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India Ranks No 3 in Pictorial Health Warnings on Tobacco Packages, says International Report

Nov 10, 2016India has moved to 3rd position out of 205 countries that has pictorial health warnings on tobacco packages.  India’s earlier ranking was 136 in 2014 and 123 in 2012.  

This was revealed by Cigarette Package Health Warnings International Status Report which was released today by Canadian Cancer Society in Delhi, India, at the 7th session of the Conference of the Parties to the WHO Framework Convention on Tobacco Control (FCTC), being held from November 7–12 at India Expo Mart, Greater Noida.

The report ranks 205 countries and territories on the size of their health warnings on cigarette packages and lists countries and territories that require graphic picture warnings. The report shows a significant global momentum toward plain packaging with 4 countries requiring plain packs and 14 working on it. The report also shows that 105 countries and territories have required picture health warnings on cigarette packages. This significant milestone in global public health will reduce smoking and save lives.

This is the 5th Canadian Cancer Society international report on cigarette package health warnings. Previous reports were published in 2008, 2010, 2012 and 2014.

The top countries ranked by warning size, as an average of the front and back of the package, are:

 1. 90% Nepal

1. 90% Vanuatu

3. 85% Thailand
3. 85% India

5. 82.5% Australia (75% front, 90% back)

6. 80% Sri Lanka
6. 80% Uruguay

8. 75% Brunei
8. 75% Canada

8. 75% Laos

8. 75% Myanmar

(In this list, the warning size is the same on the front and back, except in Australia).

According to Rob Cunningham, Senior Policy Analyst, Canadian Cancer Society, “India has demonstrated global leadership by implementing 85% pictorial warnings on all tobacco packages. This accomplishment is praiseworthy as it has been achieved despite fierce opposition from the tobacco industry. India will serve as a very positive model for other countries, thus benefitting public health worldwide”

The report highlights include:

  • 105 countries and territories have finalized picture warning requirements, an increase from the 77 that had implemented these requirements by the end of 2014. In 2001, Canada was the first country to require picture warnings and to require a 50% size.
  • 58% of the world’s population is covered by the 105 countries and territories that have finalized picture warning requirements.
  • Nepal has the largest warnings in the world with picture warnings covering 90% of the package front and back. Vanuatu will also require 90% picture warnings in 2017. India and Thailand have the next largest warnings at 85% of the front and back.
  • 94 countries and territories require warnings to cover at least 50% of the package front and back (on average), up from 60 countries in 2014 and 24 in 2008.
  • The implementation by most European Union (EU) countries of the new EU requirement for 65% picture warnings was an important development contributing to the increase since 2014 in the number of countries requiring picture warnings.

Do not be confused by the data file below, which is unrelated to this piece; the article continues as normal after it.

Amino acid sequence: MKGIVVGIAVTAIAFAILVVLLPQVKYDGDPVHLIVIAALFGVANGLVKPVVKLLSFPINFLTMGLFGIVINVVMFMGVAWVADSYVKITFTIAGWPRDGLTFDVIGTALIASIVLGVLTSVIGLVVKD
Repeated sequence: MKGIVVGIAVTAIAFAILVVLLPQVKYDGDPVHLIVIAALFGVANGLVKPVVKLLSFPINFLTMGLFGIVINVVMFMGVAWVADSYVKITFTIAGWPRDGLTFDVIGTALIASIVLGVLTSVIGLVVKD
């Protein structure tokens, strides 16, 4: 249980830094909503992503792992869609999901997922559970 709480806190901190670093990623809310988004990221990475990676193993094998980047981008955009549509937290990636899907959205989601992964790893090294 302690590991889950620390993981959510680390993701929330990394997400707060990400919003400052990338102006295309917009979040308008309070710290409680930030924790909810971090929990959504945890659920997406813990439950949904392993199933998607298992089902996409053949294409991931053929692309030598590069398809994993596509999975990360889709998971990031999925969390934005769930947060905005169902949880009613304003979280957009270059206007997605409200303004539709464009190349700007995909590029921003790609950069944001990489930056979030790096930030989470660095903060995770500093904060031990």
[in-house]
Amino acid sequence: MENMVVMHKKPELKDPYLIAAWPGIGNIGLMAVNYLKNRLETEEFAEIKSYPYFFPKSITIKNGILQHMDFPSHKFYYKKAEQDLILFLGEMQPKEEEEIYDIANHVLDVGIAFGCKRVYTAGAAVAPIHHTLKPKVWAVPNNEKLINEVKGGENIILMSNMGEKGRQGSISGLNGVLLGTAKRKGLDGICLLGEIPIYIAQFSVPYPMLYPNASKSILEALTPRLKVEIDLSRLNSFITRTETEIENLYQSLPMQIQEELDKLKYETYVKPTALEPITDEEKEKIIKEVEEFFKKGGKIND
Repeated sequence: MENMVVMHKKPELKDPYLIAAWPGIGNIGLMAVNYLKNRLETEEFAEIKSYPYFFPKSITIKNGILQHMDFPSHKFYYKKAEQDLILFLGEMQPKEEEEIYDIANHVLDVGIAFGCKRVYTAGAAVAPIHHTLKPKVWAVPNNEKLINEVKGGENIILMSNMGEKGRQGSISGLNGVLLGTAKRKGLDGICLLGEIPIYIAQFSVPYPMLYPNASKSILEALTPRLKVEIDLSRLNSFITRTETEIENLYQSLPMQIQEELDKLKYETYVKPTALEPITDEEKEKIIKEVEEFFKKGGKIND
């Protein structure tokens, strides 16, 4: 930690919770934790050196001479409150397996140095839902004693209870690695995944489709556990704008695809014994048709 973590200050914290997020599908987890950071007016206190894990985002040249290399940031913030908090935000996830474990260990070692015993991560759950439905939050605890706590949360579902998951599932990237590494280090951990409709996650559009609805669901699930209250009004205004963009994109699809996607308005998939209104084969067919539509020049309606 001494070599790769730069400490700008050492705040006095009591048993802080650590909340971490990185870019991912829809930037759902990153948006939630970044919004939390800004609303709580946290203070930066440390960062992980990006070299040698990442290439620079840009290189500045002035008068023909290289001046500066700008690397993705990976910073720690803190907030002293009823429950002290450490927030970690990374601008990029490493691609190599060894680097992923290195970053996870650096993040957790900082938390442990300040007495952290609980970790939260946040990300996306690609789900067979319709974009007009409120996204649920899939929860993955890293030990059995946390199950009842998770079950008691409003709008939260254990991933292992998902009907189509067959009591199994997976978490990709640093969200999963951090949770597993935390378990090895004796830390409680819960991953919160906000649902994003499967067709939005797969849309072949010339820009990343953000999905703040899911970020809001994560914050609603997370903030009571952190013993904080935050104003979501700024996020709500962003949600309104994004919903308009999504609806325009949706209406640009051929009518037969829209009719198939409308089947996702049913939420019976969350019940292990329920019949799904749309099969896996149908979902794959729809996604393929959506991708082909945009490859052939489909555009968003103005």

Cigarette package warnings are a highly cost-effective way to increase awareness of the negative health effects of smoking and to reduce tobacco use. Picture-based warnings convey a more powerful message than a text-only warning, and larger ones increase impact. Picture warnings are especially valuable for low- and middle-income countries where there are higher rates of illiteracy and where governments may have few resources.

Guidelines under the WHO-FCTC treaty also recommend that countries consider implementing plain packaging. Plain packaging includes health warnings on packages, but prohibits Tobacco Company branding, such as colours, logos and design elements, and requires the brand portion of each package to be the same colour, such as an unattractive brown. The brand name would still appear, in a standard font size, style and location. The package format is standardized. Plain packaging puts an end to packaging being used for product promotion, increases the effectiveness of package warnings, curbs package deception and decreases tobacco use.

Plain packaging has been required in Australia (effective in 2012), the United Kingdom and France (effective May 20, 2016, at the manufacturer level) and Hungary (effective in 2018). The 14 countries working on plain packaging are: New Zealand, Ireland, Norway, Canada, Slovenia, Uruguay, Thailand, Singapore, Belgium, Romania, Turkey, Finland, Chile and South Africa.

Tobacco related diseases kills about 2500 Indians daily and over 10 lakh Indians every year. And it is estimated that about 5500 youth and children (as young as 8 years old), initiate tobacco use daily. India has 12 crore tobacco users, according to the Global Adult Tobacco Survey. Tobacco-use also imposes enormous health and economic costs on the country.  The total direct and indirect cost of diseases attributable to tobacco use was a staggering Rupees 1.04 lakh crore ($17 billion) in 2011 or 1.16% of India’s GDP.

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